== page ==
History tells that the current Municipal Palace was built where the former Town Hall was located since 1817. During that time the Act of Independence was signed in the city, on October 9, 1820. However by 1908 the building was burned due to a rodent plague.
From that time the City Hall worked in several buildings until 1921, when the need for having their own space convened a tender that was won by the Italian Construction Company. The architect Francisco Maccaferri made the design of the building and the engineer Juan Lignarolo later built it. The construction of the building involved the Italian architects Paolo Russo and Juan Orus, who followed the plans of Maccaferri.
The first stone was placed on July 31, 1924 and more than four years later, on February 27, 1929, the Municipal Palace was inaugurated to commemorate the Battle of Tarqui and the signature of the Guayaquil Treaty, with a solemn ceremony presided by the Ecuadorian President Isidro Ayora.
Attractions: The Municipal Palace of Guayaquil is an architectural treasure whose modern renaissance style is a mixture of the Doric – Gothic art of the 20’s. Its façade has small details that stand out like the phrases in Latin that decorate the main frontage, the beautiful bas-reliefs, the image of powerful condors and the imposing columns.
Another attraction is the dome, the jars and the allegorical figures located in the superior triangle of the northern façade, a work of Italian sculptor Emilio Soro Lenti. In the est area of the triangle, a woman can be seen holding books and manuscripts in her hands, symbols of knowledge. The figure that looks to the West has the wheel of industry that evokes the understanding of life and the symbol allusive to architecture.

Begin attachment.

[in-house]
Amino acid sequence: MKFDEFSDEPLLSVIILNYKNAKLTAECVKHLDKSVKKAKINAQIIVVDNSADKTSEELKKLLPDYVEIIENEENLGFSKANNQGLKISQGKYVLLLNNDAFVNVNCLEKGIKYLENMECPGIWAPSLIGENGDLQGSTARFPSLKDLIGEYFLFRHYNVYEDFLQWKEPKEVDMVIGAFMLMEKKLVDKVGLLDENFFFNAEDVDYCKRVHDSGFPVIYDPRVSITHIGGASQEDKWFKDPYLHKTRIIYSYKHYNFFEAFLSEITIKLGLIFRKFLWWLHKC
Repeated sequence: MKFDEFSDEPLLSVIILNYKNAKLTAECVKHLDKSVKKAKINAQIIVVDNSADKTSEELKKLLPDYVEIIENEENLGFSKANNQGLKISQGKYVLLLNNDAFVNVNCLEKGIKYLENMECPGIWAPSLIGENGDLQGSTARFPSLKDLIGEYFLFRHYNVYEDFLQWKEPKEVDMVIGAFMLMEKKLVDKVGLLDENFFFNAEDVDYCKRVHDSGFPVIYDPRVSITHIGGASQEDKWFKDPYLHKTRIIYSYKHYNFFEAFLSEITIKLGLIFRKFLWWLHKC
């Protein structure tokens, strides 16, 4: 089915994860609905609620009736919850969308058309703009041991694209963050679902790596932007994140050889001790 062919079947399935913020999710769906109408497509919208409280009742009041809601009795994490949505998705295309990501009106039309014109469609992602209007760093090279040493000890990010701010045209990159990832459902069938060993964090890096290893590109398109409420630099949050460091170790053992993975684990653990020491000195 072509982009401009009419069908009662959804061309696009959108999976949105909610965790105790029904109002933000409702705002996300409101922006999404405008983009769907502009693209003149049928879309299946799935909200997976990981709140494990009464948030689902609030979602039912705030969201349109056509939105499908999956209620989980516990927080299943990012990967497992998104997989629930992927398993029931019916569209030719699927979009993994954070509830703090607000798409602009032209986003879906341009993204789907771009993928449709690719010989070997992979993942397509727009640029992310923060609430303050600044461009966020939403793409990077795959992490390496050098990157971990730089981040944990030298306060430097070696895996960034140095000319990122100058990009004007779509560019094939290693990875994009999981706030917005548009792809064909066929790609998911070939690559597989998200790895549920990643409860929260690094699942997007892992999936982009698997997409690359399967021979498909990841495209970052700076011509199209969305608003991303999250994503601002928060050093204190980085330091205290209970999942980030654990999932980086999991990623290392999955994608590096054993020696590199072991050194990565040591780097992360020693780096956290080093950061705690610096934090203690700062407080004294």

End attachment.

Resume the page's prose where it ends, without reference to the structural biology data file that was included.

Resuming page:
Another great attraction is the emblem of Santiago Mayor, the patron saint of the city, which is a beautiful woodcarving that was placed in 1999 in the Municipality. Originally, it was in the Cathedral, which was removed from its facade in 1943, three days before it crumbled, therefore, it was donated to the Municipality.
The Eduardo Arosemena Passage bears the name of banker and first president of the Junta de Beneficencia Municipal de Guayaquil (Municipal Welfare Board), and crosses the building of the Municipality connecting it with the avenues Malecon Simon Bolivar and Pichincha.
It has a dome made of iron and glass, with crystals imported from the Adolfi House of Milan, Italy; which at the time was an architectural trend worldwide.
Following the Hellenic tradition, the pillars of the building depict feminine figures that evoke the Greek culture.
At the entrance of the octagonal volt of the Passage, there are four polychrome seals with octagonal figures and geometrical designs, which represent an aesthetic tradition from the times of the renaissance.